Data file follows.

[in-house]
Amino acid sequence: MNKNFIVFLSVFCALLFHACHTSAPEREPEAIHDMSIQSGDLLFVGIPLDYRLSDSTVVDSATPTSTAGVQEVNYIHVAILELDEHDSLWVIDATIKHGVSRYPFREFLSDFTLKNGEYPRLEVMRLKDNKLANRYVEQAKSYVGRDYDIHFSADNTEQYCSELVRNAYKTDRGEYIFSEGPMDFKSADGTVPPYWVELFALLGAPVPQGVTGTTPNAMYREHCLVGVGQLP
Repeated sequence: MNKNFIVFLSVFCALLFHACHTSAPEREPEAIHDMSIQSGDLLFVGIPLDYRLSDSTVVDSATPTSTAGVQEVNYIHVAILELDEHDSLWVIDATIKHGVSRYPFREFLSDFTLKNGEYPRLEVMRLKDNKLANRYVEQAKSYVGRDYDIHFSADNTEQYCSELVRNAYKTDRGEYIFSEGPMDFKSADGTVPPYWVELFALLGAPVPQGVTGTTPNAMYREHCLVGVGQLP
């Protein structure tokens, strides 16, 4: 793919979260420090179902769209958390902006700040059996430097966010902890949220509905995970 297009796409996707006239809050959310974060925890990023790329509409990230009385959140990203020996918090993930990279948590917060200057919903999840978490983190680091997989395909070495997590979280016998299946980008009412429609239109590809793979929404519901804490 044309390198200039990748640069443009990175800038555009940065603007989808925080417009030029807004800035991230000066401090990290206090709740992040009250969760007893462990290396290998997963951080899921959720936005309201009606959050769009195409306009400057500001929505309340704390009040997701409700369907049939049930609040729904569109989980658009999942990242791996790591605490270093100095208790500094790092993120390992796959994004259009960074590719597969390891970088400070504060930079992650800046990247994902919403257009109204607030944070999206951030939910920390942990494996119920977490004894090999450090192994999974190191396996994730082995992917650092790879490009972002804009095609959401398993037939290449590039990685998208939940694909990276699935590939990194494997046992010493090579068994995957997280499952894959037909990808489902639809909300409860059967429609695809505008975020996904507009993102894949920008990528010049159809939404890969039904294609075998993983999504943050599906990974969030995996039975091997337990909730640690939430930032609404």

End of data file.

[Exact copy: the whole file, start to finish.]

[in-house]
Amino acid sequence: MNKNFIVFLSVFCALLFHACHTSAPEREPEAIHDMSIQSGDLLFVGIPLDYRLSDSTVVDSATPTSTAGVQEVNYIHVAILELDEHDSLWVIDATIKHGVSRYPFREFLSDFTLKNGEYPRLEVMRLKDNKLANRYVEQAKSYVGRDYDIHFSADNTEQYCSELVRNAYKTDRGEYIFSEGPMDFKSADGTVPPYWVELFALLGAPVPQGVTGTTPNAMYREHCLVGVGQLP
Repeated sequence: MNKNFIVFLSVFCALLFHACHTSAPEREPEAIHDMSIQSGDLLFVGIPLDYRLSDSTVVDSATPTSTAGVQEVNYIHVAILELDEHDSLWVIDATIKHGVSRYPFREFLSDFTLKNGEYPRLEVMRLKDNKLANRYVEQAKSYVGRDYDIHFSADNTEQYCSELVRNAYKTDRGEYIFSEGPMDFKSADGTVPPYWVELFALLGAPVPQGVTGTTPNAMYREHCLVGVGQLP
């Protein structure tokens, strides 16, 4: 793919979260420090179902769209958390902006700040059996430097966010902890949220509905995970 297009796409996707006239809050959310974060925890990023790329509409990230009385959140990203020996918090993930990279948590917060200057919903999840978490983190680091997989395909070495997590979280016998299946980008009412429609239109590809793979929404519901804490 044309390198200039990748640069443009990175800038555009940065603007989808925080417009030029807004800035991230000066401090990290206090709740992040009250969760007893462990290396290998997963951080899921959720936005309201009606959050769009195409306009400057500001929505309340704390009040997701409700369907049939049930609040729904569109989980658009999942990242791996790591605490270093100095208790500094790092993120390992796959994004259009960074590719597969390891970088400070504060930079992650800046990247994902919403257009109204607030944070999206951030939910920390942990494996119920977490004894090999450090192994999974190191396996994730082995992917650092790879490009972002804009095609959401398993037939290449590039990685998208939940694909990276699935590939990194494997046992010493090579068994995957997280499952894959037909990808489902639809909300409860059967429609695809505008975020996904507009993102894949920008990528010049159809939404890969039904294609075998993983999504943050599906990974969030995996039975091997337990909730640690939430930032609404």